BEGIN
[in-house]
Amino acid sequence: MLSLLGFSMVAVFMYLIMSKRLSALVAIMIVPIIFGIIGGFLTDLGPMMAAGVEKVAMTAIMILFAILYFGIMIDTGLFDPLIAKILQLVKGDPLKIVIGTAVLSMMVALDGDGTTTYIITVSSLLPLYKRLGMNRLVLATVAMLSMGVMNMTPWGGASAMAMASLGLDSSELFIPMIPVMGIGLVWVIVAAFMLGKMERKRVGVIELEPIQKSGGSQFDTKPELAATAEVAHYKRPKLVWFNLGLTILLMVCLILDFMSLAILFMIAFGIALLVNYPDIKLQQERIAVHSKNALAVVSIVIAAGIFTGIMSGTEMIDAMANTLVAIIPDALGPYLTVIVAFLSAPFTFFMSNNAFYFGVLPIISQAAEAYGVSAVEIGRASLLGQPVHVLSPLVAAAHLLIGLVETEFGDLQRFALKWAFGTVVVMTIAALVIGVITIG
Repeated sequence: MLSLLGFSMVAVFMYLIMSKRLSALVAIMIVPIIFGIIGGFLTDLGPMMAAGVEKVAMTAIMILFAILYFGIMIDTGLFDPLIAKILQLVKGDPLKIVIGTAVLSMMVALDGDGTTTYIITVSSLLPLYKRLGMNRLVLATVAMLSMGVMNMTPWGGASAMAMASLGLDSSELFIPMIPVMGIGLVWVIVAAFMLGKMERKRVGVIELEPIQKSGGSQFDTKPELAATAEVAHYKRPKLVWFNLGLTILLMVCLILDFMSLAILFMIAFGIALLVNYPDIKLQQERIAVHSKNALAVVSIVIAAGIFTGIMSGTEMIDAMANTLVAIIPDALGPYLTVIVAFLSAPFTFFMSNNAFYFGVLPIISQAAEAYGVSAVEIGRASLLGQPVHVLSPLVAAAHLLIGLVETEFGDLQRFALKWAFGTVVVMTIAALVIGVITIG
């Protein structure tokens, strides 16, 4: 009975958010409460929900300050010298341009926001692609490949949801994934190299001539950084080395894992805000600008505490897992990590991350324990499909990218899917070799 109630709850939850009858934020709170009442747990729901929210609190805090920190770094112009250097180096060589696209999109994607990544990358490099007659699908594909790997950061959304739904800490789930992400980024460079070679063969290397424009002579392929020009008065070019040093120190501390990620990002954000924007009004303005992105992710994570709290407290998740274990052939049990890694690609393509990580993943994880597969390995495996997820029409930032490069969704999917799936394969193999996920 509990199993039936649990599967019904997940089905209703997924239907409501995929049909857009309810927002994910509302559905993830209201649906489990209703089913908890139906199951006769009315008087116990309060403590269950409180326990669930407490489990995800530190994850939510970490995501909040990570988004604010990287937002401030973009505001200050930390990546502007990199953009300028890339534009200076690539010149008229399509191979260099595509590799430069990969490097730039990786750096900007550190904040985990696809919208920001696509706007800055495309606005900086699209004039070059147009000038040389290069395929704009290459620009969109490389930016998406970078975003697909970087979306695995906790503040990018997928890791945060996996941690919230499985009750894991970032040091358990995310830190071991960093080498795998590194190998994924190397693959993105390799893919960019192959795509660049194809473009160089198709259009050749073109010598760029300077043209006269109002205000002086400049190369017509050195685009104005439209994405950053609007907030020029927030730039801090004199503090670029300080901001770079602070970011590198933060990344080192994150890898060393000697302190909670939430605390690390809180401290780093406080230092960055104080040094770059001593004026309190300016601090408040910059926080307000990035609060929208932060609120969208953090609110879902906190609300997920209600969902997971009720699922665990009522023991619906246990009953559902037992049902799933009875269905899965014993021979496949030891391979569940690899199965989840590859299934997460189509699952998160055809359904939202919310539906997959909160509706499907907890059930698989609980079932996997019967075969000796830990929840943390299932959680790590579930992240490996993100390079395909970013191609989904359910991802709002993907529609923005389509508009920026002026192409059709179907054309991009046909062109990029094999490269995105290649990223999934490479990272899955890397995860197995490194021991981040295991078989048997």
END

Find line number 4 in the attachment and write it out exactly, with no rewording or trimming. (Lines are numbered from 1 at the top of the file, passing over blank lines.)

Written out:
């Protein structure tokens, strides 16, 4: 009975958010409460929900300050010298341009926001692609490949949801994934190299001539950084080395894992805000600008505490897992990590991350324990499909990218899917070799 109630709850939850009858934020709170009442747990729901929210609190805090920190770094112009250097180096060589696209999109994607990544990358490099007659699908594909790997950061959304739904800490789930992400980024460079070679063969290397424009002579392929020009008065070019040093120190501390990620990002954000924007009004303005992105992710994570709290407290998740274990052939049990890694690609393509990580993943994880597969390995495996997820029409930032490069969704999917799936394969193999996920 509990199993039936649990599967019904997940089905209703997924239907409501995929049909857009309810927002994910509302559905993830209201649906489990209703089913908890139906199951006769009315008087116990309060403590269950409180326990669930407490489990995800530190994850939510970490995501909040990570988004604010990287937002401030973009505001200050930390990546502007990199953009300028890339534009200076690539010149008229399509191979260099595509590799430069990969490097730039990786750096900007550190904040985990696809919208920001696509706007800055495309606005900086699209004039070059147009000038040389290069395929704009290459620009969109490389930016998406970078975003697909970087979306695995906790503040990018997928890791945060996996941690919230499985009750894991970032040091358990995310830190071991960093080498795998590194190998994924190397693959993105390799893919960019192959795509660049194809473009160089198709259009050749073109010598760029300077043209006269109002205000002086400049190369017509050195685009104005439209994405950053609007907030020029927030730039801090004199503090670029300080901001770079602070970011590198933060990344080192994150890898060393000697302190909670939430605390690390809180401290780093406080230092960055104080040094770059001593004026309190300016601090408040910059926080307000990035609060929208932060609120969208953090609110879902906190609300997920209600969902997971009720699922665990009522023991619906246990009953559902037992049902799933009875269905899965014993021979496949030891391979569940690899199965989840590859299934997460189509699952998160055809359904939202919310539906997959909160509706499907907890059930698989609980079932996997019967075969000796830990929840943390299932959680790590579930992240490996993100390079395909970013191609989904359910991802709002993907529609923005389509508009920026002026192409059709179907054309991009046909062109990029094999490269995105290649990223999934490479990272899955890397995860197995490194021991981040295991078989048997």